Not to take a sale away from Jason but you should be able to find someone to rebuild your existing steering gear if you are able to remove it.

Ian, I would much rather see him use use and rebuild the one he has.   Just to add, per the later Master Parts Books these were interchangeable for 1962 to 1966 Cadillacs, and 1967 to 70 except Eldorado.

When getting the car up,, do i need to allow the wheels to hang or can i use a ramp so i can get under there,,, i noticed from the rear main seal repair, it was best to have the wheels free, so that when i put the steering piece back on the frame, it would line up properly and i could get the screws back in...

i'd say you just answered your own question.  
I've always done it wheels up, I figure you'll need to take off the driver's side tire to get to the screws easily, so at least you'll need one side up, but both is better to move the steering linkage around.

To save you a bit of time, here are some things to know:

first, the nut on the end of the pitman shaft is 1 5/16th.  most people don't have that size socket until they do a steering box or FWD axle.   You can use a 34 mm socket, the ones they sell in parts stores for axle nuts.    I've also seen 1 3/8th on Saginaw boxes, but I think that started later on.  

second, you will want to break the pitman arm nut loose first, before removing any lines.    If you take off the lines first, when you turn that nut, all the fluid will shoot up in the air, and if you're under it, you're gonna get a blast of power steering fluid cologne and it will go all over the motor, exhaust, and inner fender.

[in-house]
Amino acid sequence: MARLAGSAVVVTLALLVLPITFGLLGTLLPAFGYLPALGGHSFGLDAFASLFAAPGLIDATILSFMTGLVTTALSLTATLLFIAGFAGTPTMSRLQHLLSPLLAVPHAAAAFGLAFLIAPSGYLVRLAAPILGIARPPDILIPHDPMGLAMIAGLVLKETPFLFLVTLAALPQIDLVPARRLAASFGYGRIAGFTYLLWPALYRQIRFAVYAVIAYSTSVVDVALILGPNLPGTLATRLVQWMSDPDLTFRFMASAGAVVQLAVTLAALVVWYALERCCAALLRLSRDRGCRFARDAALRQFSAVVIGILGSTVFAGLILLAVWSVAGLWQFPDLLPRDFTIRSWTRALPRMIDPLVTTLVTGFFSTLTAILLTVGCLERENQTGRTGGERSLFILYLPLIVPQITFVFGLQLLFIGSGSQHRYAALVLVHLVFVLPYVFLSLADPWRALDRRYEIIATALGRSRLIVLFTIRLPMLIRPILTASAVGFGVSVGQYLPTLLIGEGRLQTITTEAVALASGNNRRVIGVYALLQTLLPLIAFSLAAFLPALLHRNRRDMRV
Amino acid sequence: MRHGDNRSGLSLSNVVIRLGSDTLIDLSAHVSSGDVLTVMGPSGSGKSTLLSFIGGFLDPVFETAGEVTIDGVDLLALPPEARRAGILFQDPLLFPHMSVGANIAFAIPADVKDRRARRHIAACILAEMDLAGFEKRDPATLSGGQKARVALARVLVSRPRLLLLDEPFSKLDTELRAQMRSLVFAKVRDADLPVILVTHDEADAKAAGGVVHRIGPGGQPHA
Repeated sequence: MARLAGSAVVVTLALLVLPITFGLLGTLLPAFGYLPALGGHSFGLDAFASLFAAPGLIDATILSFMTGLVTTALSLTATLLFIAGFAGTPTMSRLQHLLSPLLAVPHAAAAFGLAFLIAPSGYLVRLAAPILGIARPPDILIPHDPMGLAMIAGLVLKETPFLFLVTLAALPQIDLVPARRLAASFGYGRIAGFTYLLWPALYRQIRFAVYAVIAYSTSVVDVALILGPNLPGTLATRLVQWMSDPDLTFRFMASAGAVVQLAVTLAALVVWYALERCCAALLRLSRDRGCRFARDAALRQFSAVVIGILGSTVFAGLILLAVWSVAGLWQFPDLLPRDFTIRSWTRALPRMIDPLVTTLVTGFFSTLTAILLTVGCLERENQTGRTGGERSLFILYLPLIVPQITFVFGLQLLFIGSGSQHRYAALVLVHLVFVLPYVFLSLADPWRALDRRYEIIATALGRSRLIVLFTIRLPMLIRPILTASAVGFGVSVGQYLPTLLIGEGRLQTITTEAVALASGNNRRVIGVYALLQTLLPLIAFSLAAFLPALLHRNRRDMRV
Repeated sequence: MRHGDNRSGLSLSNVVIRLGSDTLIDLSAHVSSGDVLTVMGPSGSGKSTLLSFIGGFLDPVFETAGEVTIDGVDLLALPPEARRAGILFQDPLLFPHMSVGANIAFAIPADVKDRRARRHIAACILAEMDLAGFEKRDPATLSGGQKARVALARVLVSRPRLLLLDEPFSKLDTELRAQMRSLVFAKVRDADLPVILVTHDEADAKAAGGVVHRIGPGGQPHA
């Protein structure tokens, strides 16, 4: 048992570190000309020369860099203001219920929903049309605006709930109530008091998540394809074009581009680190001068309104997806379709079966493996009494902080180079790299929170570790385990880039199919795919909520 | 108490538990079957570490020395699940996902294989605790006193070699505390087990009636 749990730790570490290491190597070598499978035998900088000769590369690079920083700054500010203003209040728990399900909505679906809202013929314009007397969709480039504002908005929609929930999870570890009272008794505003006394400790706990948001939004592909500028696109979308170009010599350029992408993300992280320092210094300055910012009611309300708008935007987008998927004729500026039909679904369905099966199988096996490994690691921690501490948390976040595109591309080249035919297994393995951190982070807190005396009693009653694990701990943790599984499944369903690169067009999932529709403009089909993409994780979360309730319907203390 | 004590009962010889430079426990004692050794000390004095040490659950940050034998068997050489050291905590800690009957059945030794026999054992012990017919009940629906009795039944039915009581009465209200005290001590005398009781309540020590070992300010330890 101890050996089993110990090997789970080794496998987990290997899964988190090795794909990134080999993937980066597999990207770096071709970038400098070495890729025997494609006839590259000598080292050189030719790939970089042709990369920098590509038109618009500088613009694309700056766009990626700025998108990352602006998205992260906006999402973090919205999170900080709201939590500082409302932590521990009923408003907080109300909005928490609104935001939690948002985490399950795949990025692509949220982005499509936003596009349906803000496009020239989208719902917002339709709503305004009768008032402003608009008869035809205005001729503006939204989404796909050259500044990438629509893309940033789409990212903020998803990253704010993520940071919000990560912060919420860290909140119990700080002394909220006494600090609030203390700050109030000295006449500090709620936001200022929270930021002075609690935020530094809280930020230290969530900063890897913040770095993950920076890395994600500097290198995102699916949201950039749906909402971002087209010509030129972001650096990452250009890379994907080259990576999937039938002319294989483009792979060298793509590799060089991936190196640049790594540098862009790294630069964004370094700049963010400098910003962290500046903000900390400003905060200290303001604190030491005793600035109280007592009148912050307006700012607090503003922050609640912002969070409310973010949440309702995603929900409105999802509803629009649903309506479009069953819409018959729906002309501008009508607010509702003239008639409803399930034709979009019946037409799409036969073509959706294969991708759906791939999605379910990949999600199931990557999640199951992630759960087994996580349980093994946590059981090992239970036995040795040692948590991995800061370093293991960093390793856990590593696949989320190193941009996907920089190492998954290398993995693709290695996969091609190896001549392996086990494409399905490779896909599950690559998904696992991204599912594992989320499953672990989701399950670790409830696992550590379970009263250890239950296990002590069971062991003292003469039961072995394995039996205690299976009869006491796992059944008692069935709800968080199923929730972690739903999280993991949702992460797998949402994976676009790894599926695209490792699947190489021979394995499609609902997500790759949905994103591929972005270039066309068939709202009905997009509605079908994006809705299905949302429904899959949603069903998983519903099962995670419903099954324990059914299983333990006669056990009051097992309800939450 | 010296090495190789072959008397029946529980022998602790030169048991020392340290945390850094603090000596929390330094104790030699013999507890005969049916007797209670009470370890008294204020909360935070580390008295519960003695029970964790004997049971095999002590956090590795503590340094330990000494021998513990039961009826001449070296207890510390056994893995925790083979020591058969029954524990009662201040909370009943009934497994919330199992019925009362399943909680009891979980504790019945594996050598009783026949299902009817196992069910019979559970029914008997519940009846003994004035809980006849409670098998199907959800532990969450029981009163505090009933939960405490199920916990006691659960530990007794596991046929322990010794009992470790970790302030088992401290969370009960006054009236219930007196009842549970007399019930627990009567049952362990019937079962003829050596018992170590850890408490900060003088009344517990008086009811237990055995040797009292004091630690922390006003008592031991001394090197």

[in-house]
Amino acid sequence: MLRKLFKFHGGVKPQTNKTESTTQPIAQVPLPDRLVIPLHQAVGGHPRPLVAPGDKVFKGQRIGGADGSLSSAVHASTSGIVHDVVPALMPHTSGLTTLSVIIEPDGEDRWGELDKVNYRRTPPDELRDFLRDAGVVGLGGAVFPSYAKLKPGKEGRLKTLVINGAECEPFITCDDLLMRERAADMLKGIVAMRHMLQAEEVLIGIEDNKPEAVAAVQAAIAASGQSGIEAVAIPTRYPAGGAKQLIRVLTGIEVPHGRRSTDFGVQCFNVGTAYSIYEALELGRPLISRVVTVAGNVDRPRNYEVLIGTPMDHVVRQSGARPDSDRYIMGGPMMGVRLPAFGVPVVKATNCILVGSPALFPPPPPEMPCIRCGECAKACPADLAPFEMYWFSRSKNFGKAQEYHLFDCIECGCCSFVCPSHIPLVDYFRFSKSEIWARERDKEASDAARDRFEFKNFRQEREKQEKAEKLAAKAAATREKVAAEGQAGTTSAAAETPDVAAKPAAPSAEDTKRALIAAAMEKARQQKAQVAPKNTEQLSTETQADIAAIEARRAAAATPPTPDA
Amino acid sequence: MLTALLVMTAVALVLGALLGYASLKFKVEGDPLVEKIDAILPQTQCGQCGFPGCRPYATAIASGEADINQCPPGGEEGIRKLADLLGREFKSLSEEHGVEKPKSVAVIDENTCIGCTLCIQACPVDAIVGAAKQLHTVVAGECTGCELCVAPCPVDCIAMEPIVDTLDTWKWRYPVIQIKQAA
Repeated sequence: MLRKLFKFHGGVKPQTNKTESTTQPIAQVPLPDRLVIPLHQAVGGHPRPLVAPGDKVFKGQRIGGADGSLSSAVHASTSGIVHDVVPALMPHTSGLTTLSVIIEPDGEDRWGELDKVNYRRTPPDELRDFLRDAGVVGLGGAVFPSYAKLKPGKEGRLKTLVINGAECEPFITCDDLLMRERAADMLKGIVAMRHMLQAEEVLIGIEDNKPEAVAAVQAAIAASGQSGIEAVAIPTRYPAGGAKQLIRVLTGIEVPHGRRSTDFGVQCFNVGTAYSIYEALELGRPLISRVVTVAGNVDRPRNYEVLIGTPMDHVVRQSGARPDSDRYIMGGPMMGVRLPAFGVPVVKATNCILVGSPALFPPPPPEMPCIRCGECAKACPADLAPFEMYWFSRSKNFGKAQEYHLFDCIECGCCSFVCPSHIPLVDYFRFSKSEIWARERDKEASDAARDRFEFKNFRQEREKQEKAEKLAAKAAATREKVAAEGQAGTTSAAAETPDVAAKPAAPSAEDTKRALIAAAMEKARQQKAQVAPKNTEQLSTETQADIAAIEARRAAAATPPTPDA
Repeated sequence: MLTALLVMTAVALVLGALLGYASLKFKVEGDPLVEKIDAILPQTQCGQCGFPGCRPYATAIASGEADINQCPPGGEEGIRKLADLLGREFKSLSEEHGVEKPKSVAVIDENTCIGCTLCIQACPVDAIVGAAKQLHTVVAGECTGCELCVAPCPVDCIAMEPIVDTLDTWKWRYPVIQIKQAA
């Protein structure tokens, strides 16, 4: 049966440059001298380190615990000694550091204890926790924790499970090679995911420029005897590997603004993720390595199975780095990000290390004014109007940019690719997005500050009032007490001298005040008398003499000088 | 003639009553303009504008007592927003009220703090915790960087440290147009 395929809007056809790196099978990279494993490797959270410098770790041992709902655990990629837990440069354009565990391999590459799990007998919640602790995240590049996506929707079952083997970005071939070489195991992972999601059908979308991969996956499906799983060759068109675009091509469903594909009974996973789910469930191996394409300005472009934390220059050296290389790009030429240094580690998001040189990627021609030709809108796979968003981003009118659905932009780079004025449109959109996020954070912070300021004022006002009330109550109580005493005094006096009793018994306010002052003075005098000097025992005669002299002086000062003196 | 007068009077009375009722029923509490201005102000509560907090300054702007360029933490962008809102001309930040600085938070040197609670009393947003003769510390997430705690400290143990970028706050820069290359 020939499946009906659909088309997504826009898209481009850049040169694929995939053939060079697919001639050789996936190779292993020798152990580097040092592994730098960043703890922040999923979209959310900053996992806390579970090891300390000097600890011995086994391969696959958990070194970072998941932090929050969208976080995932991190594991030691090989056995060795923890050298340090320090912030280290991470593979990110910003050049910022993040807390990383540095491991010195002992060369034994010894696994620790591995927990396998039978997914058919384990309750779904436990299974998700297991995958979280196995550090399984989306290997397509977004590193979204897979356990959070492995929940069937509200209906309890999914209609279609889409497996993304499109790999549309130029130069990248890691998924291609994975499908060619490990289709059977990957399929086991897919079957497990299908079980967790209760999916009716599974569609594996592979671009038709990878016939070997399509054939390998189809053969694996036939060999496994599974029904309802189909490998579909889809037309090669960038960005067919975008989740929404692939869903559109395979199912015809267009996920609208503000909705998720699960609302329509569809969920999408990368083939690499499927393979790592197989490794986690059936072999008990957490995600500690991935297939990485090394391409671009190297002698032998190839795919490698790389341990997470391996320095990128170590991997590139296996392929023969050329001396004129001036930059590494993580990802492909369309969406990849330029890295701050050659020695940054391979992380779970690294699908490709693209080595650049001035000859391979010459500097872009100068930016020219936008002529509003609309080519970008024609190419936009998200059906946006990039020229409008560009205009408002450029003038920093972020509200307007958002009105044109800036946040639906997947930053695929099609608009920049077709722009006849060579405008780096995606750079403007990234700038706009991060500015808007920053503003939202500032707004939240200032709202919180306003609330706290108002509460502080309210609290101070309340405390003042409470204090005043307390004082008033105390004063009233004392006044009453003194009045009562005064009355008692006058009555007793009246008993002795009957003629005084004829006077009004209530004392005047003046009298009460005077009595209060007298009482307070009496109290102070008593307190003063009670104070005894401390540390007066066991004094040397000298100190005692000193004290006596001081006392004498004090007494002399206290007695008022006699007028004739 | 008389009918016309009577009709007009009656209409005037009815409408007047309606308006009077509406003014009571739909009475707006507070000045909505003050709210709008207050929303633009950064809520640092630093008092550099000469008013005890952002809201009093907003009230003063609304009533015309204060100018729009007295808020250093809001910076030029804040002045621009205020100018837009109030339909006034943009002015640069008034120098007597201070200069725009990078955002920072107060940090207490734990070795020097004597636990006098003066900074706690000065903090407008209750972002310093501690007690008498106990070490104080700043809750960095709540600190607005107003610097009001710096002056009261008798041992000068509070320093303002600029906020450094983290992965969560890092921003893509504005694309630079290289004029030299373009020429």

third, you will need a pitman arm puller if you're using a new box or if the used one you're using doesn't have the pitman arm installed.    Most auto parts stores will loan you this.  The pitman arm isn't likely to come off with just the puller very easily, and you can break the puller if you try to just muscle it or put a pipe on a breaker bar.  If it doesn't break loose immediately (trust me, it won't), then you tighten the puller as much as you can, then get a hammer and hit the top of the puller right on the bolt head part.  Then get the wrench or ratchet and turn it, you'll notice it loosened a bit.  If it gets tight again, get the hammer and tap it again.    The pitman shaft and arm are taper fit, so once it's loose it comes off quick.  This too should be done while the lines are on.  You can take the box off without removing the pitman arm, if you separate the arm from the drag link, and then remove the arm on the bench, or have someone else do it, if you can't find the tools

Mark, the pitman arm nut has been 1 1/2" on all the steering gears I have pulled. (With a caliper they will give you a reading of about 1 15/32") Still, this is a socket or wrench many may not have. While I have a set of large sockets and large wrenches, I usually break out the very large adjustable wrench.  A large adjustable wrench like the one I have (18" long, nuts up to 2.25") is a good investment since there are quite a few large nuts on these old cars (e.g. tie-strut bar, AC Lines, pinion nut, etc). Of course nothing like a 6pt socket on these nuts but the large adjustable wrench will be more versatile if you are going after one tool.  I will also say that while the nut will give you some resistance don't be scared of it. I'm using 1/2" impact wrench when I back them off, but can feel the initial resistance.  Inspect your tool closely, and make sure the flanges are equally secured behind the pitman arm, before backing it off. I've backed over 50 off with never breaking that particular tool... still have the same one I bought in the late 90's as I recall, but these rentals/loaners may have been used hundreds of times.